Similar to the way a bee sting causes swelling around the skin, it is likely that there are cancer cells floating about and they are causing the fluid to form around my lung. I also have “opacities” bilaterally in my lungs and my radiation oncologist suspects that it is scar tissue, as does the radiologist who read my report. Aside from the fluid, my lungs look “really good” and the rest of me is stable.

So what now? Well, it seems we are at a bit of a turning point….crossroads…something like that. 🙂 We don’t know exactly what is causing the fluid so I have requested a biopsy to confirm whether or not the fluid and lung lining is actually metastatic. Despite my mind being eased either way, I think it’s important to understand whether or not I actually have cancer surrounding my lungs.

My local oncologist recommended to stop Xeloda and begin Affinitor, though it will be a struggle to receive approval through insurance companies in the meantime (that’s a whole other level of frustration). They gave me 2 months of samples as well and we discussed his visit to San Antonio for the national breast cancer convention last week where there were presentations about Affinitor being used with triple negative breast cancer. It is my “off” week for Xeloda anyway so I have time to make a decision and have additional testing done before I meet with my oncologist again next week. No rushing here.

I have reached out to the different centers that I have visited, uploaded my recent scans and I am waiting to hear back. This is, quite literally, why I met with each and every one of those centers. They are some of the best oncologists in our country and I value their expertise along with my local doctors. I know MD Anderson doesn’t recommend Affinitor, however the other centers consider it to be a “reasonable choice”. I have many questions for all of them and I am anxious to hear back from them, especially after I know the results of the biopsy. That will be a key point and decision maker.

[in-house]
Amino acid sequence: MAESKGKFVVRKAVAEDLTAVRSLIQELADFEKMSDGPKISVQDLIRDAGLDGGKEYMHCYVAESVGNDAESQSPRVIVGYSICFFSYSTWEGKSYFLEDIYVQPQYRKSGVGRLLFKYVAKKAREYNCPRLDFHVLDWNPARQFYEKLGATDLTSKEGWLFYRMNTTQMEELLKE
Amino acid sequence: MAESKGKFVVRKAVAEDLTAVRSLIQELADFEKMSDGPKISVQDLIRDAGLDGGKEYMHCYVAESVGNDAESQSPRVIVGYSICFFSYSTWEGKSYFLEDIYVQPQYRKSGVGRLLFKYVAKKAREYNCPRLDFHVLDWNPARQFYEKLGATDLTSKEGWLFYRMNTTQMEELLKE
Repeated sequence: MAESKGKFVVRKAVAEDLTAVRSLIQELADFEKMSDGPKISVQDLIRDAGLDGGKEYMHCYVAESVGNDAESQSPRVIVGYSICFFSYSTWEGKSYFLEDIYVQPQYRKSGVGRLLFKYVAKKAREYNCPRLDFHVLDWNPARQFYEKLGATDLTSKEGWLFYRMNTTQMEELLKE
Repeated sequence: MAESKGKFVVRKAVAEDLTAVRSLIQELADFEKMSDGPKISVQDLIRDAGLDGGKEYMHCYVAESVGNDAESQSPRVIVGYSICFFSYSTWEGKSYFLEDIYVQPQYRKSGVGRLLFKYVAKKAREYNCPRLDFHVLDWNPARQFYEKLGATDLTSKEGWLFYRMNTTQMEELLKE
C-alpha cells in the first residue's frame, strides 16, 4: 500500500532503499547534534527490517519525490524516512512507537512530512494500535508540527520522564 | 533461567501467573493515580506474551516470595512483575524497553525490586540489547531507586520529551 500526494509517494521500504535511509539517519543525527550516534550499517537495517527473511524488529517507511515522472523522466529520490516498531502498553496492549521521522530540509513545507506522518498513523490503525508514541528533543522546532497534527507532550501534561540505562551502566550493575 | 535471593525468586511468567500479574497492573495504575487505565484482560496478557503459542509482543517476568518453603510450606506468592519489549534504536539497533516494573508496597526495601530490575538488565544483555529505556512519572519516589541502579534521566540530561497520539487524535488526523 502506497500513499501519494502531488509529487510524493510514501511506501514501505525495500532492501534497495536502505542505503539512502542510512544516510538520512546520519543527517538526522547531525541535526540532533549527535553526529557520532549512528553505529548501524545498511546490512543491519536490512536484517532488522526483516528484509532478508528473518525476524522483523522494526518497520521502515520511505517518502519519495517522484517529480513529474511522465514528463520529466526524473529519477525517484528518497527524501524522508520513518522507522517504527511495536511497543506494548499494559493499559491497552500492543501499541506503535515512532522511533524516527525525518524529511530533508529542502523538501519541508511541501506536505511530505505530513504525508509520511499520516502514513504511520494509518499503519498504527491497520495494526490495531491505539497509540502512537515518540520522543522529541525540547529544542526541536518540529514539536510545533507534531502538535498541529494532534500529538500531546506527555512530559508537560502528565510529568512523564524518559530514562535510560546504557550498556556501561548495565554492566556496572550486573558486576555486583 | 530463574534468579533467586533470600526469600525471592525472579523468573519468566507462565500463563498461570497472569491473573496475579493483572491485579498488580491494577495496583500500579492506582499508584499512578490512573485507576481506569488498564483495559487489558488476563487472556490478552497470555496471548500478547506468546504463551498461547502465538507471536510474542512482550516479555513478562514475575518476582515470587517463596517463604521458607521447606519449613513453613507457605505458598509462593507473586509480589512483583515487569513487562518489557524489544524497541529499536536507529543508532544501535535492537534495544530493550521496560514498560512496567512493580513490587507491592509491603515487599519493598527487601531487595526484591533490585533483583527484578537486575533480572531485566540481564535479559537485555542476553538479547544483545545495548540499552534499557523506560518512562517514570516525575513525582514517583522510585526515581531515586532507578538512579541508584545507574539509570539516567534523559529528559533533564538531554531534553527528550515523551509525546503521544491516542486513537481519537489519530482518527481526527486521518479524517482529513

It is possible, though unlikely, that this is a symptom unrelated to cancer. If so, then there is still a decision to be made because we need to determine whether it is a side effect of radiation or Xeloda (the chance of it being from Xeloda is even lower than radiation) or none of those. If it is metastatic, then a treatment change is needed and next steps need to be decided. What those are? Honestly, I am not yet decided.